Shunyaji- There was a certain word that in English language, Richard, that has been coming to me and it’s like spiritual nakedness. And I was writing about Kali, who was a form of divine mother, and she is naked because she is wearing no clothes of pretentiousness or affectations and she represents time. Time is naked truth, you know, it wins in the end. It is known as the ultimate devour of all our illusions and delusions.


Richard- You Know I find Mirabai the beautiful poet.


Shunyaji- Yeah-


Richard- Said you have asked me to ride on the back of the jackass while I feel the sway of the aloofment. Somebody who actually did take off her clothes and walked-


Shunyaji- Yes-


Richard- Acknowledges and saying my rose beads around my neck are my garlands and how she beautifully rose up to really be a realizer of truth in her own authenticity and her own nakedness. And I think of Yoga Nidra actually is helping us to peel away that sheet .


Shunyaji- Yes.


Richard-That we come to that nakedness of our true essence, and then we can put the sheets back on. But we know as we walk in to world who we really are essence underlying essence.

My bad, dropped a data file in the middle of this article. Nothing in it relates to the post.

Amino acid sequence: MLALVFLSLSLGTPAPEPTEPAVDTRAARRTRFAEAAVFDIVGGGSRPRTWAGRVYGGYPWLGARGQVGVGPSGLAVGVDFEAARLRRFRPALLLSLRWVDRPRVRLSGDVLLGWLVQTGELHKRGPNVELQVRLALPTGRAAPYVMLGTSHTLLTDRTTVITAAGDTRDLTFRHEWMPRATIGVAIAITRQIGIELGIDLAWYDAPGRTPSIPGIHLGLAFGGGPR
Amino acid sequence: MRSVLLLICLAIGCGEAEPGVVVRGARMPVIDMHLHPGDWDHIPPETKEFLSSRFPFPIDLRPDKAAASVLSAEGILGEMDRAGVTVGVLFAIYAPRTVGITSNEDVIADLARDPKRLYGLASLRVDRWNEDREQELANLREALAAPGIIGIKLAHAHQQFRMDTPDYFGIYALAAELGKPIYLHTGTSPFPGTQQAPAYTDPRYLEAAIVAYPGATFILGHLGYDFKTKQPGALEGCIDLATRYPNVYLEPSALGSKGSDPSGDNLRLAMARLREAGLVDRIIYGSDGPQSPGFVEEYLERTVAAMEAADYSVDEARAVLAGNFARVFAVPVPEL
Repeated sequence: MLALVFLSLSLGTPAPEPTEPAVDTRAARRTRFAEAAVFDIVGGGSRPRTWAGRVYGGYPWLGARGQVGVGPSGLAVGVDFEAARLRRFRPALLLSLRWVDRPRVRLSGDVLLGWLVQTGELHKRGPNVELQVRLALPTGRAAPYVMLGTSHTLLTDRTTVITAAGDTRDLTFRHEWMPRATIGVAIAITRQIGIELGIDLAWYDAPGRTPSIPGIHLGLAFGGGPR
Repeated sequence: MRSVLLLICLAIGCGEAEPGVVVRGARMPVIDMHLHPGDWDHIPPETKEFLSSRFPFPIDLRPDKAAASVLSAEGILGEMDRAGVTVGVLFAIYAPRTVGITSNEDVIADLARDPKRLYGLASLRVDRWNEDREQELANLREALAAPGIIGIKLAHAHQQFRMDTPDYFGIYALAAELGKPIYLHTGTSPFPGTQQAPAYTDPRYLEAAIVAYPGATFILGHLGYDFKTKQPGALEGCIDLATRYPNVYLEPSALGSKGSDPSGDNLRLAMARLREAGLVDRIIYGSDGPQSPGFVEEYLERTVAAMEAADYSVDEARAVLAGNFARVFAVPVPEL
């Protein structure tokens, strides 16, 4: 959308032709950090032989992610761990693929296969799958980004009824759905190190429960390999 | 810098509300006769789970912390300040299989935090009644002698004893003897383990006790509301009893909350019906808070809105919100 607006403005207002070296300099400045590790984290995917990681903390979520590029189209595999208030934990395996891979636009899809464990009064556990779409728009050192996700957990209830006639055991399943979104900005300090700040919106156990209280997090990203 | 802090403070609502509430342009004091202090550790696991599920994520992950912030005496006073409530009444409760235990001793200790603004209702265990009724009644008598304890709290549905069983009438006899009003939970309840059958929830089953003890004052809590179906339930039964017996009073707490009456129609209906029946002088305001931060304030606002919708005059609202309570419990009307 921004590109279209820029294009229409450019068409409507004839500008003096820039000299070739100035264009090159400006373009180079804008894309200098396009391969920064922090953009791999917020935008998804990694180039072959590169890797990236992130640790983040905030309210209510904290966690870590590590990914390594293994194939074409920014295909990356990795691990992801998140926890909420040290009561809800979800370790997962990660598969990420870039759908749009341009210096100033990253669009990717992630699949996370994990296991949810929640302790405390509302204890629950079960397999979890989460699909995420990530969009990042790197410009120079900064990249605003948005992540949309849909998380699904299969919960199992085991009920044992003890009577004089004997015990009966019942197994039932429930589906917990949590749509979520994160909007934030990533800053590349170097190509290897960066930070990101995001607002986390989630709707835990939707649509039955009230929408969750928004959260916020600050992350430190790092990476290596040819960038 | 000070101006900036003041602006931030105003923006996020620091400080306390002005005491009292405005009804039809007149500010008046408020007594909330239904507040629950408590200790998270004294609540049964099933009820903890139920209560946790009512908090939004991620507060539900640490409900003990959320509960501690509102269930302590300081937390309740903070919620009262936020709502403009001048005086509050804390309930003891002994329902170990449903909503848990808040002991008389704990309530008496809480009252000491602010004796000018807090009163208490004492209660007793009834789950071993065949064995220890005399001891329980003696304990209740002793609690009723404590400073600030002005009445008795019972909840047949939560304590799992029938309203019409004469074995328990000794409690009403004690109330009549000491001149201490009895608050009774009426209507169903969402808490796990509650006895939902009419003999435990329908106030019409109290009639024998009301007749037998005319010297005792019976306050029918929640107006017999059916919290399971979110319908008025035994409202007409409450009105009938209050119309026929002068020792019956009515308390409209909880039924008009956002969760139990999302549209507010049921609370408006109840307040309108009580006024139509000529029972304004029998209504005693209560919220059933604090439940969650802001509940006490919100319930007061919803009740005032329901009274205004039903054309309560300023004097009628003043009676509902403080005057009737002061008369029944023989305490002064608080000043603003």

Shunyaji- Yeah, that is so beautiful to compare Yoga Nidra as almost like, I can see it as a process of taking off those worldly clothes and roles and worries and anxieties and entering this naked dimension. There is a peacefulness and a restfulness to it and, Richard, I as a woman spiritual leader coming from a traditional Sampradaya, which means a lineage for those of you who are new to this podcast. And all male lineages prior to mine may be the first lineage holder, it’s been a leap but it’s also been so supportive that within the Yoga tradition. I didn’t have to go outside my tradition, I just had to go into the true tradition, the true universal tradition of the Vedas. The Yoga where you are actually being empowered to step into your original non cultural, non-gendered, non-limited, unlimited space. So all I had to do was say you know what? I am going to let go off the cultural versions of what is means to be a Vedic teacher, a woman, a mother. I am going to go into the true essence of the Upanishads which is then teaching me what you are talking about in Yoga Nidra. It is how you greet your true Self. And can you dare to see yourself without those worldly colors to boost you up? And like you said, divine mother’s kind of pushing you off the precipice but she's going to be right there.